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BMC Cancer. 2017; 17: 869.
Published online 2017 December 19. doi:  10.1186/s12885-017-3886-0
PMCID: PMC5737484

Effects of interactions between common genetic variants and smoking on colorectal cancer

Abstract

Background

Although genome-wide association studies (GWAS) have identified variants in approximately 40 susceptibility loci for colorectal cancer (CRC), there are few studies on the interactions between identified single-nucleotide polymorphisms (SNPs) and lifestyle risk factors. We evaluated whether smoking could modify associations between these genetic variants and CRC risk.

Methods

A total of 703 CRC patients and 1406 healthy controls were included in this case-control study from the National Cancer Center in Korea. Thirty CRC susceptibility SNPs identified in previous GWAS were genotyped. A logistic regression model was used to examine associations between the SNPs and smoking behaviors by sex. The interaction was estimated by including an additional interaction term in the model.

Results

In men, an increased CRC risk was observed for longer durations (OR>28 vs. ≤28years = 1.49 (95% CI = 1.11–1.98)), greater quantities (OR≥20 vs. <20cigarettes/day = 2.12 (1.61–2.79)), and longer pack-years of smoking (OR≥21 vs. <21pack-years = 1.78 (1.35–2.35)). In women, longer pack-years of smoking significantly increased CRC risk (OR≥5 vs. <5pack-years = 6.11 (1.10–34.00)). Moreover, there were significant interactions between smoking status and the polymorphisms rs1957636 at 14q22.3 (P interaction = 5.5 × 10−4) and rs4813802 at 20p12.3 (P interaction = 0.04) in men. Interactions between smoking status and the rs6687758 at 1q41 (P interaction = 0.03), duration and the rs174537 at 11q12.2 (P interaction = 0.05), and pack-years and the rs4813802 (P interaction = 0.04) were also found in women.

Conclusions

Associations between susceptibility SNPs and CRC risk may be modified by smoking behaviors, supporting the existence of gene-smoking interactions.

Electronic supplementary material

The online version of this article (10.1186/s12885-017-3886-0) contains supplementary material, which is available to authorized users.

Keywords: Colorectal cancer, Gene-environment interaction, Smoking behaviors, Single-nucleotide polymorphism, Case-control study

Background

Smoking is known to cause many forms of cancer that affect the respiratory, digestive, and urinary tracts [1]. Cigarette smoke contains more than 60 different carcinogenic compounds, including polycyclic aromatic hydrocarbons (PAH), nitrosamines, and aromatic amines, which can form DNA adducts by metabolic activation. This can lead to mutations in tumor-suppressor genes and oncogenes, as well as cell damage, resulting in tumor development [2]. Because carcinogens from smoking can also reach the colorectal mucosa and affect the expression of cancer-related genes [3], it has been established that cigarette smoking is associated with an increased risk of colorectal cancer (CRC) with sufficient evidence by the International Agency of Research on Cancer [4].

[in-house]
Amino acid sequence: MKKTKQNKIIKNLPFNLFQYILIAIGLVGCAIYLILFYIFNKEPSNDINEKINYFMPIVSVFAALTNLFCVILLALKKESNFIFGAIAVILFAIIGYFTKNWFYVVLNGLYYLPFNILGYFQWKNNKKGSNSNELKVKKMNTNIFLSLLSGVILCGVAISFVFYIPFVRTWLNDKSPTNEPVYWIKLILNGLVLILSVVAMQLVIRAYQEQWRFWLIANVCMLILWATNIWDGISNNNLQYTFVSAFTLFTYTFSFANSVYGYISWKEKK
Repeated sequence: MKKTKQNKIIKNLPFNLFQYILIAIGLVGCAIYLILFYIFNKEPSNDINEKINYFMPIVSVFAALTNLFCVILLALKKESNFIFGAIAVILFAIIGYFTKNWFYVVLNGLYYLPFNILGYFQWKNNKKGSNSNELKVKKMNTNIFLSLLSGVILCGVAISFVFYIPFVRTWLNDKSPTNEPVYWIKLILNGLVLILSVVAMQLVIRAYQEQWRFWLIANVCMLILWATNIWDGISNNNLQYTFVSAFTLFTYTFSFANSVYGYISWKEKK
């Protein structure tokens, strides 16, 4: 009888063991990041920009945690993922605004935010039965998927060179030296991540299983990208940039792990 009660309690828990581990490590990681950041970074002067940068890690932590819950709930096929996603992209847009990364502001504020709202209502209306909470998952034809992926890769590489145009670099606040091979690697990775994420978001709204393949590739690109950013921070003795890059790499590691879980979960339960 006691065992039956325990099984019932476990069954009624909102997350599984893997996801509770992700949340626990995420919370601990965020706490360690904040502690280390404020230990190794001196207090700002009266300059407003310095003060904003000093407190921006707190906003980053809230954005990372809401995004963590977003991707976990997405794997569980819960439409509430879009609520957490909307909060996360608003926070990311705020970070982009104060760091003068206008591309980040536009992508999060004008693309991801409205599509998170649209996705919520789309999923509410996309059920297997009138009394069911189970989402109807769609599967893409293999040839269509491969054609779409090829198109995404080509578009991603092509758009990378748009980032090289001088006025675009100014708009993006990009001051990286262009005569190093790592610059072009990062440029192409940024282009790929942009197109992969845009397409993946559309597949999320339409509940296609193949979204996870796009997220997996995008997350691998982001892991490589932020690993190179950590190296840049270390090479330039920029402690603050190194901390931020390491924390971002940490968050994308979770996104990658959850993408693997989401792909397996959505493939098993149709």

Previous studies have reported that cigarette smoke interacts with genetic factors, suggesting that different risk estimates apply to different genetic predispositions [5]. However, there remains a lack of research on gene and smoking interactions for CRC because most studies have focused on genetic polymorphisms of tobacco metabolizing enzymes, and only a weak mEH3-smoking interaction effect was found by a meta-analysis [5]. Genome-wide association studies (GWAS) have identified a number of common low-penetrance genetic loci involved in the etiology and progression of CRC [6], but there were few gene-environment interaction studies between GWAS-identified SNPs and smoking [7]. The genome-wide interaction analyses between genetic variants and smoking were also conducted, but none of statistically significant interactions were observed [8, 9].